We want to be validated usually with a paycheck. Even if we choose to be a stay-at-home mom or homemaker, we want to be validated that our role is important.

We at least want to be given people to serve and venues to serve them in. When our children leave home it can be complicated to know just who we are to serve next.

Reality

The reality is that the answer isn't that cut and dried. There won't necessarily be one place or one way to use our gifts and express our mission.


When a woman goes through the life coaching process she probably expects to end it with a result that says something like this:

You are meant to be a college instructor.
You are meant to write books.
You are meant to only be a nurse.
You are meant to take a job in a tourist information center.
You are meant to go back to school to become a counselor.

Then the problem comes when she struggles to get an instructor position, sputters at writing her book or writes it and sells few, and so on.

d) The answer is to be open and flexible and to use tools along the way. I still support the program because it helped me deal with some hurts, grudges, bad habits, and so on. It helped me get to know myself, find freedom from things that bogged me down, gave me clarity, and offered direction for the rest of my journey.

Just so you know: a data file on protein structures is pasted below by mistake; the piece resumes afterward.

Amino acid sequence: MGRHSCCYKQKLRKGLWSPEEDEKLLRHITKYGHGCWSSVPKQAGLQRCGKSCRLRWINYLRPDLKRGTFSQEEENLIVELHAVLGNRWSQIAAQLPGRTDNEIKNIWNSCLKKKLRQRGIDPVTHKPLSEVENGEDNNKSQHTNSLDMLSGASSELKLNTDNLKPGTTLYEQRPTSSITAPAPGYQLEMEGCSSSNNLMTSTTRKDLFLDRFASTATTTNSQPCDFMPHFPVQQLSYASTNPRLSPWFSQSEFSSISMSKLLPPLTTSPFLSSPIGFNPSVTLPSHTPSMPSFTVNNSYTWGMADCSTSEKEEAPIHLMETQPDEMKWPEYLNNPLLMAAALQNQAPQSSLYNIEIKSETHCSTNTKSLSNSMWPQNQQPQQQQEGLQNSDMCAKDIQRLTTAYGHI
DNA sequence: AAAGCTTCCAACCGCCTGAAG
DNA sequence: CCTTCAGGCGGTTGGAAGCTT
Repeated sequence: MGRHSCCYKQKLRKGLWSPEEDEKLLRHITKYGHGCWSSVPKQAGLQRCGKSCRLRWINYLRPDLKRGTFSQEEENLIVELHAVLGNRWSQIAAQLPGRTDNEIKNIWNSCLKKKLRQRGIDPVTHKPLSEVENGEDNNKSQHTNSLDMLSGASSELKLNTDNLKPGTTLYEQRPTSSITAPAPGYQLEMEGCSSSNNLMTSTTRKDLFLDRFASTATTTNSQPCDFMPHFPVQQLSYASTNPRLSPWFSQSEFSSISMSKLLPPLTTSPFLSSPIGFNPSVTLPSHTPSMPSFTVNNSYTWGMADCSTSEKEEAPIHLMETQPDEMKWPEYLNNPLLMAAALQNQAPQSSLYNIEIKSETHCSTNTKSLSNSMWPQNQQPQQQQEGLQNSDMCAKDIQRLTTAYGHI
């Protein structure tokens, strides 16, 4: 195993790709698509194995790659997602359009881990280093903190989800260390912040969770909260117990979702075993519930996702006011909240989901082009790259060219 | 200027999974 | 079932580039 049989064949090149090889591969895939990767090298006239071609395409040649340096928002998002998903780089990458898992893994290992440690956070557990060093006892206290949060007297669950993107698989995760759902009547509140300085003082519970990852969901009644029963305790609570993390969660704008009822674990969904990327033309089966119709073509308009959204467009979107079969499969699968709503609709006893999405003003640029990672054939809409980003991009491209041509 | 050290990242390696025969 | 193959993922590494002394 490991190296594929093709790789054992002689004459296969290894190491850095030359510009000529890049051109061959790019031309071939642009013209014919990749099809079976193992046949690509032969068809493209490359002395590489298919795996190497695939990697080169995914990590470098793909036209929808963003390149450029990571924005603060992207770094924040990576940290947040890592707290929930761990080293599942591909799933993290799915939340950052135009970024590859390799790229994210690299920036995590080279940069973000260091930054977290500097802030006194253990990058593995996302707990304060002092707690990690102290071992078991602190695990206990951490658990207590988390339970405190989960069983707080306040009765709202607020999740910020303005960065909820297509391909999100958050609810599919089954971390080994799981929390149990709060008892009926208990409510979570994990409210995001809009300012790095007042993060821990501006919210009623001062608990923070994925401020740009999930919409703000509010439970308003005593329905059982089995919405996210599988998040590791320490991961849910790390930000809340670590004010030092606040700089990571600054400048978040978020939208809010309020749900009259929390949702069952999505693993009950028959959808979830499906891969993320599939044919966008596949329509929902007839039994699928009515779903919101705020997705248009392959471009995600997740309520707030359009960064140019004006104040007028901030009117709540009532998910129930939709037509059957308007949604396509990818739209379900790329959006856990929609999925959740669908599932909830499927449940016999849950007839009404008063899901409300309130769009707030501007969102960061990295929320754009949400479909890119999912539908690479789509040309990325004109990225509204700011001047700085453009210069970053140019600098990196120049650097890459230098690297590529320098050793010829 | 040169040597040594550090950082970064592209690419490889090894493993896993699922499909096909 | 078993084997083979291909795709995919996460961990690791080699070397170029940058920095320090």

So here are a few tips I would recommend to my friend who is looking for life purpose and direction:


  • do identify your skills, abilities, and discern what you feel God has equipped you to do or made you sensitive toward. 
  • get rid of the idea there is only one calling, one role, one way to express your mission.
  • get rid of the idea there is some business that is waiting for you to join them or some job with your name on it.
  • use multiple tools, tests, courses, and books with the expectation that they will only be one piece of your life purpose puzzle.
  • consult God and take steps to try things out with the mindset you can change direction as God leads.
  • enjoy the process of everything you try.
  • think micro.  That means, ask God about every little thing you do, and be confident he will use it for good. Be happy with micro. 
  • rewrite your definition of success and validation. We get too hung up on paychecks. 
  • discover your top passions and when you don't know what else to do, work on them.  See where they take you.


"For the LORD God is a sun and shield; 

the LORD bestows favor and honor; 

no good thing does he withhold from 

those whose walk is blameless" 

Psalm 84:11 (NIV).